Berry Boys: First in, first served

Copy of a portrait of John Jessen, 1916-1919, Wellington. Berry & Co. Purchased 1998 with New Zealand Lottery Grants Board funds. Te Papa

Copy of a portrait of John Jessen, 1916-1919, Wellington. Berry & Co. Purchased 1998 with New Zealand Lottery Grants Board funds. Te Papa

Early enlister

John Jessen (above) was the first of the soldiers photographed by Berry & Co to enlist for service. The 23-year-old signed up on 8 August 1914, just two days after the Defence Department invited single men between the ages of 20 and 35, weighing not more than 12 stone (76kg), to volunteer for active service. With a service number of 2/1, John was quite possibly the first volunteer in the Wellington region. He initially served with the Samoan Advance Party, which headed off to seize the German colony on 15 August. The cartoon on the postcard below expresses a common view of the invasion.

Postcard, ’Samoa Yielded without a Struggle.’, 1914, New Zealand. The New Zealand Observer, Blomfield, William. Purchased 2011. Te Papa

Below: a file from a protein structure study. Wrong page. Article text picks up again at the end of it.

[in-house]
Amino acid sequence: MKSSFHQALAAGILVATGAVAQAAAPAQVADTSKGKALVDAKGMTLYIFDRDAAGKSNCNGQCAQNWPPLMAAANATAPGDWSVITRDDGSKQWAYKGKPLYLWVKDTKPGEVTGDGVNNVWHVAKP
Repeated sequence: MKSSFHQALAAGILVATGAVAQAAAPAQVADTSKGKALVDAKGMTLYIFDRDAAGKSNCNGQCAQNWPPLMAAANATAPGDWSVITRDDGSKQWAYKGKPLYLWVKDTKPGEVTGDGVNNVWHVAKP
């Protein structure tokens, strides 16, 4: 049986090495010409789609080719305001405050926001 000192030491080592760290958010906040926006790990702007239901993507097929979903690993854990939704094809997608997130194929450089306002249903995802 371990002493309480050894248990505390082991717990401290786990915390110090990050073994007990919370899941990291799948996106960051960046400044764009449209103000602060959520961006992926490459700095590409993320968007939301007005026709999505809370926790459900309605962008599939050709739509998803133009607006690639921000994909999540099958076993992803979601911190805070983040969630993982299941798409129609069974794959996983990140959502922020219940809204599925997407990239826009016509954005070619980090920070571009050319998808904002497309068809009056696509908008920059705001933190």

Postcard, ’Samoa Yielded without a Struggle.’, 1914, New Zealand. The New Zealand Observer, Blomfield, William. Purchased 2011. Te Papa

Second serving

John returned to New Zealand in March 1915 and was discharged from the army, but re-enlisted later in the year. He left for the Western Front with the 14th Reinforcements in June 1916.

Proxy portrait

The portrait of John was taken at an unknown studio. However, someone in Wellington, perhaps a member of the Jessen family, took the print to Berry & Co in Cuba Street Wellington for it to be re-photographed. This accounts for the glass plate negative being in the Berry & Co collection. The practice of making copy prints was quite common during World War I. When a soldier sent a photo home from overseas, copying allowed multiple copies of a single photograph to be made and distributed when the original negative was not available.

 

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